Propagation of Camptosema grandiflorum native to Brazil by seeds and cuttings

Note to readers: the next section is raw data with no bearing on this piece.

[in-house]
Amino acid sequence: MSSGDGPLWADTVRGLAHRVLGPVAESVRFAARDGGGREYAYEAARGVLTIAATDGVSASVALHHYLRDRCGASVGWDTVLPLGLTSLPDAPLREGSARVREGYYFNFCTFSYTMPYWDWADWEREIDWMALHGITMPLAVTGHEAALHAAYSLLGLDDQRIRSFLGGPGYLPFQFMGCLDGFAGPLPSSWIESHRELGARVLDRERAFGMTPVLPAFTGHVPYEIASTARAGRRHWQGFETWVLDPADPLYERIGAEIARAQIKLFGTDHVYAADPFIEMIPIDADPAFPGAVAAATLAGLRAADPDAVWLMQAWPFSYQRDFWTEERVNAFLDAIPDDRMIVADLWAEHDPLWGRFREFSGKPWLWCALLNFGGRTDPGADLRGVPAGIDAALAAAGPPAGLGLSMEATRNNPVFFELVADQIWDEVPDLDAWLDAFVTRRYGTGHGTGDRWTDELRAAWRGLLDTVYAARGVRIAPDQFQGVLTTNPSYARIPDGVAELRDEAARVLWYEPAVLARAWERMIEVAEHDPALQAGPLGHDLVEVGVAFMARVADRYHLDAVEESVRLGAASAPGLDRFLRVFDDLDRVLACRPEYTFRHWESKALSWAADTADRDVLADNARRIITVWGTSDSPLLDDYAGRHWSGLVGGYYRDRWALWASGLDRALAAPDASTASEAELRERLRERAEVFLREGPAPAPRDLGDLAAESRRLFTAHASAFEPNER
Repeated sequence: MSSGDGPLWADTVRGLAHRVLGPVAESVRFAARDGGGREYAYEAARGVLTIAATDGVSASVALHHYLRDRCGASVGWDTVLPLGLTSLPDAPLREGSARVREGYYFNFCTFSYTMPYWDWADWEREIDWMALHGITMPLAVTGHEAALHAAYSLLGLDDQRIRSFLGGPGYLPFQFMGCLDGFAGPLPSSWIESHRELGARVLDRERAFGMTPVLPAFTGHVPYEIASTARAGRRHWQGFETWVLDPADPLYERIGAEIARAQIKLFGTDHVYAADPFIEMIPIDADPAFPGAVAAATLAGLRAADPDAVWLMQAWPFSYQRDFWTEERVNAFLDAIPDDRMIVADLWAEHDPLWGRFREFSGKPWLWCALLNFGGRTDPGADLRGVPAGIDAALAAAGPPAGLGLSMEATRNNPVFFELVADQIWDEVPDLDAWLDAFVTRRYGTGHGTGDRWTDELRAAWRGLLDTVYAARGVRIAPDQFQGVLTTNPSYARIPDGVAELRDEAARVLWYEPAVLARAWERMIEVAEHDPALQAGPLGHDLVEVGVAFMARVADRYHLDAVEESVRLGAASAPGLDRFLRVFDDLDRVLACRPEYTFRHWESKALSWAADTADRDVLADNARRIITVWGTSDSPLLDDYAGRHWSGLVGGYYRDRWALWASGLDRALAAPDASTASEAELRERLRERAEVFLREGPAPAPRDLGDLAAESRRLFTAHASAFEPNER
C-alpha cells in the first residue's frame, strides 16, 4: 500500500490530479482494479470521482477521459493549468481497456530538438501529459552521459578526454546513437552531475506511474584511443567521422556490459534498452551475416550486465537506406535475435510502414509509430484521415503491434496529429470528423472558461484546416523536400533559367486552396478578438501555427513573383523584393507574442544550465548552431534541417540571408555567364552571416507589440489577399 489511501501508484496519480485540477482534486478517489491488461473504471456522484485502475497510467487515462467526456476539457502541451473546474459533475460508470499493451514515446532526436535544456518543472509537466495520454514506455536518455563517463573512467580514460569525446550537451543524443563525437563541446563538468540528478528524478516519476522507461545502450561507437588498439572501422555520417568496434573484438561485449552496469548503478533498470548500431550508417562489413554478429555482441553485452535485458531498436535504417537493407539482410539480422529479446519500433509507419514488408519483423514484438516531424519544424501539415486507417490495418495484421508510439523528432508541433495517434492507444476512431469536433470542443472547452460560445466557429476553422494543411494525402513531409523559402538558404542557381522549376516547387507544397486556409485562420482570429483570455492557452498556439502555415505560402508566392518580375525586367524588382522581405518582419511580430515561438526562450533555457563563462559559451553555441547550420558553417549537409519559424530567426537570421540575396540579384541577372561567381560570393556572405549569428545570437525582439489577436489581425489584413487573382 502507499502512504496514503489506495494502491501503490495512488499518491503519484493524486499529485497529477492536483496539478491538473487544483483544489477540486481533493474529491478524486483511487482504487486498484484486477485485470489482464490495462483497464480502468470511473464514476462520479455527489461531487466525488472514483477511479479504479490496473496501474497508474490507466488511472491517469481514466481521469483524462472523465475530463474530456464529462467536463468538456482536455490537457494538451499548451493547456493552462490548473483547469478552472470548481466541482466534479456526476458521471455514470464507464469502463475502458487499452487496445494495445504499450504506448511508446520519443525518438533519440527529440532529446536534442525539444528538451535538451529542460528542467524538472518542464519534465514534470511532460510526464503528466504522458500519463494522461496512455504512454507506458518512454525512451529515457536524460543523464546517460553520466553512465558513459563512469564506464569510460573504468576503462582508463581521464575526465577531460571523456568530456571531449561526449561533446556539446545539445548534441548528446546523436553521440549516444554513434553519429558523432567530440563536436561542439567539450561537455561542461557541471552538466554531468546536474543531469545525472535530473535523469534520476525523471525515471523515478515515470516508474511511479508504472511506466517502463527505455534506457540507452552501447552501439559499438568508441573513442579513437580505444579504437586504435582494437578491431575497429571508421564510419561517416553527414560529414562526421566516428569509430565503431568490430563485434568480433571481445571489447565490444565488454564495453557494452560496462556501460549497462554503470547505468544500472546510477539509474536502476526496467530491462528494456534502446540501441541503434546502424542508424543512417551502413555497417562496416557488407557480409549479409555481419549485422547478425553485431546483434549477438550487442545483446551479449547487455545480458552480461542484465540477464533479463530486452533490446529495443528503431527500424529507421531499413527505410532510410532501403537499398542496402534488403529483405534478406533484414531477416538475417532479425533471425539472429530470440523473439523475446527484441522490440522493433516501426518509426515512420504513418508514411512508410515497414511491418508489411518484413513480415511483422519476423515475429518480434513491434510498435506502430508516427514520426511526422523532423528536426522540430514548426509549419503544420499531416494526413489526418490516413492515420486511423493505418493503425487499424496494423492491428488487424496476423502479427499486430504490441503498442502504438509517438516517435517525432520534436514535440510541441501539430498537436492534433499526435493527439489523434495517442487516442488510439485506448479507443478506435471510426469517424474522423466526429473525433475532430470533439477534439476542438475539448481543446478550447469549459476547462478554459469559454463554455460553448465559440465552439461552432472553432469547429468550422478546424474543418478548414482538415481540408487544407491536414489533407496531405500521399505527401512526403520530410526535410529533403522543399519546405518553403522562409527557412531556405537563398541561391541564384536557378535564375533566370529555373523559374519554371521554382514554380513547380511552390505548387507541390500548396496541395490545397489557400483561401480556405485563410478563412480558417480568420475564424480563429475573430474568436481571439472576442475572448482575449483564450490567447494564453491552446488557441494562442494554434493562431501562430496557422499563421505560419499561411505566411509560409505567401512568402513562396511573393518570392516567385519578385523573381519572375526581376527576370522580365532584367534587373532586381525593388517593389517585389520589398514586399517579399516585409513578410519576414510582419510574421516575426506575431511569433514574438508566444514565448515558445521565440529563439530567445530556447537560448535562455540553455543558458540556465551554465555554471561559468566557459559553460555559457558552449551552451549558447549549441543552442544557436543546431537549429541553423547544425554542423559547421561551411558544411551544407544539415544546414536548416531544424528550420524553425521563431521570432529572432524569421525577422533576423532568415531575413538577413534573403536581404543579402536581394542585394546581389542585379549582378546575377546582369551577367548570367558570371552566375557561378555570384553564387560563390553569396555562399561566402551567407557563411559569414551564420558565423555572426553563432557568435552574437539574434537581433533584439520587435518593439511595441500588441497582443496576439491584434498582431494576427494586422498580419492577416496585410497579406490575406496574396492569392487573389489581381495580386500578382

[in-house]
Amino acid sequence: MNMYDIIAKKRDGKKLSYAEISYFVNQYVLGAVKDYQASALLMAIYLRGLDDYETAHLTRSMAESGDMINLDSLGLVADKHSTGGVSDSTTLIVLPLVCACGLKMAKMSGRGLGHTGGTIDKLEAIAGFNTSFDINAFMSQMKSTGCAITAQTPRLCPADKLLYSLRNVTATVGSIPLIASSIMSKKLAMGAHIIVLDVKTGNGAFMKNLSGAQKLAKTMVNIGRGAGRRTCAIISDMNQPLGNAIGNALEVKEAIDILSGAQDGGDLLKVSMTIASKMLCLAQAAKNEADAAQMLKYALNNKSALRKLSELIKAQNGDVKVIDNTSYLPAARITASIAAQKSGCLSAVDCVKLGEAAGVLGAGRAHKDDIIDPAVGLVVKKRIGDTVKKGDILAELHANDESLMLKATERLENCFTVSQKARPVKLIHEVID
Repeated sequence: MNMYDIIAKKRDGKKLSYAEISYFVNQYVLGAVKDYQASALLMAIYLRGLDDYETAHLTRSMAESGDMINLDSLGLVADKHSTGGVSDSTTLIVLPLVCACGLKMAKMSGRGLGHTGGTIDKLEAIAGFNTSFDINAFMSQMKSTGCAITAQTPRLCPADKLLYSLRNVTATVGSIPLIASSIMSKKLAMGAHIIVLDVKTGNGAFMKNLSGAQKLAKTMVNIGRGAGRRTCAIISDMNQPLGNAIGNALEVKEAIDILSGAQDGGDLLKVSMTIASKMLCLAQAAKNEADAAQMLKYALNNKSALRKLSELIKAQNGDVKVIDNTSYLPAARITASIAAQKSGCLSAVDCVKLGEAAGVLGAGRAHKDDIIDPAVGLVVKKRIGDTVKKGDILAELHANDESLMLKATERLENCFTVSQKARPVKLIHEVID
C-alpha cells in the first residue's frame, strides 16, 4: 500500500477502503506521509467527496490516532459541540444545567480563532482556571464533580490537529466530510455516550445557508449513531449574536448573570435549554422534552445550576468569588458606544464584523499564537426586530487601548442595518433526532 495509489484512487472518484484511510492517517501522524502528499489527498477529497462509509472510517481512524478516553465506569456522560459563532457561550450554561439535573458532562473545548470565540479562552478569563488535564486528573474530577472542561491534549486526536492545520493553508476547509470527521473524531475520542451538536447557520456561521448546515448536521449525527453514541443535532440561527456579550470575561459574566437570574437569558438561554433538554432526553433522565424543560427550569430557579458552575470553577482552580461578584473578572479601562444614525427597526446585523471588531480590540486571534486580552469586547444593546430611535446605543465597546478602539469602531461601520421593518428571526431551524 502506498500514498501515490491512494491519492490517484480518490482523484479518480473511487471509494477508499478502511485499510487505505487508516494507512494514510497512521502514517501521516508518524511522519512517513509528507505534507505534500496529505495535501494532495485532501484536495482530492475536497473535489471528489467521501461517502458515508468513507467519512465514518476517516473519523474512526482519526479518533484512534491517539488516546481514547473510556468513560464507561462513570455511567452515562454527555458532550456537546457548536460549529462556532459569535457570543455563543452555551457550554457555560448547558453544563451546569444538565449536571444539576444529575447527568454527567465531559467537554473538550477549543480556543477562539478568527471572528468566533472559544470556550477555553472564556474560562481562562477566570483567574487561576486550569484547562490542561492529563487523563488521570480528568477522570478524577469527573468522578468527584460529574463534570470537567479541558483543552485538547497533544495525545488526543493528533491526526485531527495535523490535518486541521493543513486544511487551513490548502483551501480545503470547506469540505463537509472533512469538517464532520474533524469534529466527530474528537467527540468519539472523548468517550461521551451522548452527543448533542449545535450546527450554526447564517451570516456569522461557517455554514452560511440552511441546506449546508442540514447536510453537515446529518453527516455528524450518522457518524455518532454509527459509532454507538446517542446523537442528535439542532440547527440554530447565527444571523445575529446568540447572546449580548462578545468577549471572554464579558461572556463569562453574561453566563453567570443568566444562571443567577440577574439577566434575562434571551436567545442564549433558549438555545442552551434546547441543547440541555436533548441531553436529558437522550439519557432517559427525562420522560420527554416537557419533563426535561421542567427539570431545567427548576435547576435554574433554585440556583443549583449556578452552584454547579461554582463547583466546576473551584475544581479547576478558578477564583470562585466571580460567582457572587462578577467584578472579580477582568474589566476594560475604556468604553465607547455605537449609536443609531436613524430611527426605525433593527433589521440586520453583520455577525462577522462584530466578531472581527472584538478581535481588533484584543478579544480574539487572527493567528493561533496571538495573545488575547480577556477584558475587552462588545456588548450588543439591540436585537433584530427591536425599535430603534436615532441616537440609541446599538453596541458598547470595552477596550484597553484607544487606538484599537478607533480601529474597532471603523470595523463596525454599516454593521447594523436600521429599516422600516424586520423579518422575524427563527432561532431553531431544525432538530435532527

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Camptosema grandiflorum Benth., belonging to Fabaceae, is a voluble climber plant native to Brazil. Plants bloom in autumn-winter, producing long and hanging inflorescences with showy red flowers, which are much visited by hummingbirds. The leaves are also attractive, composed by three leaflets. It can be propagated by seeds or cuttings, but both seed germination and cutting rooting percentages are very low. Thus, the objective of this work was to study the effect of different temperatures on seed germination and of different indolebutyric acid (IBA) concentrations on the rooting of cuttings of C. grandiflorum. The experiment was set up at the São Paulo State University, located in Jaboticabal, São Paulo State, Brazil. The germination study was conducted in an entirely randomized design with six different temperatures (constant at 20, 25, 30 and 35°C; and alternated at 20-30 and 25-35°C, with a photoperiod of 12 hours) and four replications of 25 seeds each, placed in plastic boxes with vermiculite. The percentage of germination and the speed germination index (SGI) were evaluated. An entirely randomized block design was adopted for the cutting rooting evaluation, with four IBA concentrations (0; 1,000; 2,000; and 3,000 mg kg-1) and five replications of ten cuttings each, comprising 200 cuttings. After 30 days from the beginning of the rooting experiment, data referring to rooting percentage, number and length of roots and dry weight of roots were collected. For the seed germination experiment, fastest germination and highest germination percentage (87%) were obtained when seeds were maintained under the constant temperature of 30°C. For the cutting experiment, the concentrations of 2,000 and 3,000 mg kg-1 of IBA promoted the highest rooting percentages (98.5 and 94.1%, respectively) and number of roots. There were no statistical differences among the IBA concentrations for length of roots and dry weight of roots.